We’ve been exploring about how to deal with change, and in that context I want to ask you this: What does your approach look like? Specifically, what questions are you asking in your sales process?
Are the questions you ask getting you the desired answers? Are you getting information, or are you actually getting an understanding of where the customer is coming from?
Because that’s the difference between just getting data, and actually knowing the motivations they have.
What do those questions sound like? How do you ask them? Because you might need to enhance them slightly. Because we don’t want to ask a question without a purpose.
If you’re getting a bunch of information, but it’s irrelevant, then re-evaluate. Reassess your approach.
If I challenged you and said you cannot go out on a sales call unless you’ve got 20 solid, impact questions, the answers to which you are going to use to build your case, could you do it?
This is not just a good idea, it’s an absolute strategy you need to pursue.
Have you thought about where you meet your customers, and why you meet your customers? What are the things you’ll do to get together with your customers? Most importantly, how do they value it? Is meeting with you once a month a lesson in misery for your customers, or is it something they look forward to doing?
If they look forward to doing it once a month, would it be possible that they might look forward to it once a week?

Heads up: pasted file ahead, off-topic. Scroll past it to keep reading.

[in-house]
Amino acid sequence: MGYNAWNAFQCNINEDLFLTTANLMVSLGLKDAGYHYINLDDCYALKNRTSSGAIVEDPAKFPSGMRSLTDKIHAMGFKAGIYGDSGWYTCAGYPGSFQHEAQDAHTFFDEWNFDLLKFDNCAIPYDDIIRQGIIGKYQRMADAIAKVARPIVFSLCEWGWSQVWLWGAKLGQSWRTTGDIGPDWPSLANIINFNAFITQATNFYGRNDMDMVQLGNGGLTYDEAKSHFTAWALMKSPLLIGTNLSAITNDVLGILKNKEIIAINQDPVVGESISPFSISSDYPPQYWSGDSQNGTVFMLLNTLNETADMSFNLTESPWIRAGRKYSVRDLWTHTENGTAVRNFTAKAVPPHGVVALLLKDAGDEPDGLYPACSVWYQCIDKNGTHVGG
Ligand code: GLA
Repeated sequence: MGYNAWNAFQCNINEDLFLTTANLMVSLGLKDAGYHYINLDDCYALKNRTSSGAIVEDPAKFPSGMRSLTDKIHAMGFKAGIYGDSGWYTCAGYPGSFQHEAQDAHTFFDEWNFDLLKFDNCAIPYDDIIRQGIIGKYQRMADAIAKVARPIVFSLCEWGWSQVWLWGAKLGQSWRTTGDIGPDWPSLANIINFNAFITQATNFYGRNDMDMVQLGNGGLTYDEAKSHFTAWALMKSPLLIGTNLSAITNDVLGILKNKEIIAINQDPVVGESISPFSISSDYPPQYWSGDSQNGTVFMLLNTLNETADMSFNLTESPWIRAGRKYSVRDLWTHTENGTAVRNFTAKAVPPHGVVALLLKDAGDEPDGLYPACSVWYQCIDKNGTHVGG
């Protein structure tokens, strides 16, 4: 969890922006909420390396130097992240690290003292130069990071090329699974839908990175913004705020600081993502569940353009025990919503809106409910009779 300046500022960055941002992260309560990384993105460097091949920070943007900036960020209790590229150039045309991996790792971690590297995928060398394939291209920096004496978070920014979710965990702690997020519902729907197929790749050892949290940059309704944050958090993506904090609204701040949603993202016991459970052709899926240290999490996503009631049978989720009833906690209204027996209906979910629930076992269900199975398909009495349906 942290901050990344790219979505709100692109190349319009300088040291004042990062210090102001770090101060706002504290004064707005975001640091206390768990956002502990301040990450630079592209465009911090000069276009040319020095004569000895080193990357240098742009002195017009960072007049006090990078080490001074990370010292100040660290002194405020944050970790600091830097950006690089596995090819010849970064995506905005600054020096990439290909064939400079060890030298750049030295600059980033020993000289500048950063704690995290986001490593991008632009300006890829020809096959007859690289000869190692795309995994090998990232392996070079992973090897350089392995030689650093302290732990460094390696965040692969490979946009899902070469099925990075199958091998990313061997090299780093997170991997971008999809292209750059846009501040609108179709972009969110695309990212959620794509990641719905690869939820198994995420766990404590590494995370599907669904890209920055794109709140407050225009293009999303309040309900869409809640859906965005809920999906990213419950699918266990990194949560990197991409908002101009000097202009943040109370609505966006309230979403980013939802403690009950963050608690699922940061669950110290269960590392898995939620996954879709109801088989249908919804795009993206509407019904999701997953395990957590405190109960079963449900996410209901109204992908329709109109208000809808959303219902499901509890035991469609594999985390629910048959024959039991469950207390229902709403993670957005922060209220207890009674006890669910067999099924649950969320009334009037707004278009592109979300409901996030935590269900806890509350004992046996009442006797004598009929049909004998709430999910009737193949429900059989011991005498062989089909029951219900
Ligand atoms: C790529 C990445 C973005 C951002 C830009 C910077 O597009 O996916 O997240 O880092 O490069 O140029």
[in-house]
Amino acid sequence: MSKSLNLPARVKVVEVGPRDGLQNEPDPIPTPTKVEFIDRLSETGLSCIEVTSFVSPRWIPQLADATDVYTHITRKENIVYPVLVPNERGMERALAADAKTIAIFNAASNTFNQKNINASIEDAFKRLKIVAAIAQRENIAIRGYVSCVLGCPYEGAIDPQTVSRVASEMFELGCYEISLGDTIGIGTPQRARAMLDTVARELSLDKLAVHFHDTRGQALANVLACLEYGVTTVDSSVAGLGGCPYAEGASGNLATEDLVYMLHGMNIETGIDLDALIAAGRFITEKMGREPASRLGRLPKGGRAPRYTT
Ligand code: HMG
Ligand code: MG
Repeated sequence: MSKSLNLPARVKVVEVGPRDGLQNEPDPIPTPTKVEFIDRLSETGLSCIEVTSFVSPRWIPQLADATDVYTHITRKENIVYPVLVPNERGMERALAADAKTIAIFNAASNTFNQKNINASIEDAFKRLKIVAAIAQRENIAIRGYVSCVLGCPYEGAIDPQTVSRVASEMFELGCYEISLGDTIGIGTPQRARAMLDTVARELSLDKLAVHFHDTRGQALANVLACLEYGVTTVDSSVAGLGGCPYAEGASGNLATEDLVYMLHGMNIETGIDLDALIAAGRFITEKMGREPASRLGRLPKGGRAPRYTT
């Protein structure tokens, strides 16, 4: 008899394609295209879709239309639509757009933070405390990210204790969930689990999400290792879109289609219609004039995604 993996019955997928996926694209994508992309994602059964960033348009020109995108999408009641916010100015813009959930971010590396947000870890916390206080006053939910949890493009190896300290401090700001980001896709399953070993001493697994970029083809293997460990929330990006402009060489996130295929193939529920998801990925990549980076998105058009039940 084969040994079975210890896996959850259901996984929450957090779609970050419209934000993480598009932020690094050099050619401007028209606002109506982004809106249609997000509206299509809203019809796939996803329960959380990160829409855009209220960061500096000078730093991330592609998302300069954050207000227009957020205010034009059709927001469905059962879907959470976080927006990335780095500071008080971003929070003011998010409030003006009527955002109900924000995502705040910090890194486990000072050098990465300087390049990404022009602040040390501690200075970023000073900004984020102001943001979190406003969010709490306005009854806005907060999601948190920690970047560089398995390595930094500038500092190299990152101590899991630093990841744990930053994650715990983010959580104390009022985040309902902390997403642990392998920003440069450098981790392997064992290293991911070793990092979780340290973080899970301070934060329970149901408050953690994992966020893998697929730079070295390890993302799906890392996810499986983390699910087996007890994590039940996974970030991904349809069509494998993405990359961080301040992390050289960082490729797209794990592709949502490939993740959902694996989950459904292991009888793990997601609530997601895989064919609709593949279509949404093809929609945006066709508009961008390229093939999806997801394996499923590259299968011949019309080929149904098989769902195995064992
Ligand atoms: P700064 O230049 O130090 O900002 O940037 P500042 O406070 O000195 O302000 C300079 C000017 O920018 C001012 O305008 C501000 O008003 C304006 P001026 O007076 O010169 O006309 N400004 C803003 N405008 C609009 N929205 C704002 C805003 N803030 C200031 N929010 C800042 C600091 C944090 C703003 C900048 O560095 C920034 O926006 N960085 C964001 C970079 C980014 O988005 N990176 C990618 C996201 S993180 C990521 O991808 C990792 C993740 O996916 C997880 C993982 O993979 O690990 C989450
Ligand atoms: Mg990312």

Where do you meet? What’s the purpose of the meeting? I understand that getting together with somebody with the effort to drive a relationship through a luncheon, well that’s important.
But is it as important as possibly meeting in an area, like possibly one of their customers? Reassess what you do. It’s easy to get into a rut in this business. It’s really easy to get into “that’s the way we’ve always done it.”
I’m always asking:
- Why do you do it that way?
- Why not this way?
- Could this work?
- Would it work?
- Where would it work?
- How would it work?
- What if you tried this?
You can do this yourself. Throw some of these “what ifs” and “whys” out there to reassess yourself. Think about all the offers that you have out there in the marketplace. Do all these offers make an impact? Are they time wasters? Do they commoditize you, or throw you in the same bucket as everybody else?
Does the customer value them? Because that’s what’s important.
How often do you find yourself going through the motions? So then what’s your take at work at what you do and how you approach the marketplace, and say what’s new out there that’s going to add to my approach. What’s new that I can add to my presentation?
I got salespeople flipping through that same worn out PowerPoint presentation over and over and over, making sure that their customers are either bored to death or they as a salesperson, or as a company, are commoditized and thrown in the bucket with everybody else.
This stuff needs to stop, and we need to look at how we can effect change. I want you to remember this statement: Change is a door that is opened from the inside.
If you want your customers to change the way they look at you, it starts with the way that you look at everything about you, your marketplace, your approach, your questions, the way that you open a conversation, how you network, generate referrals, everything.
I’m not saying go out and change everything. But every sales person could advance their career by taking a solid look at everything they do, and sharpening the axe in a few different areas.
Photo by Manchester Library, via Creative Commons 2.0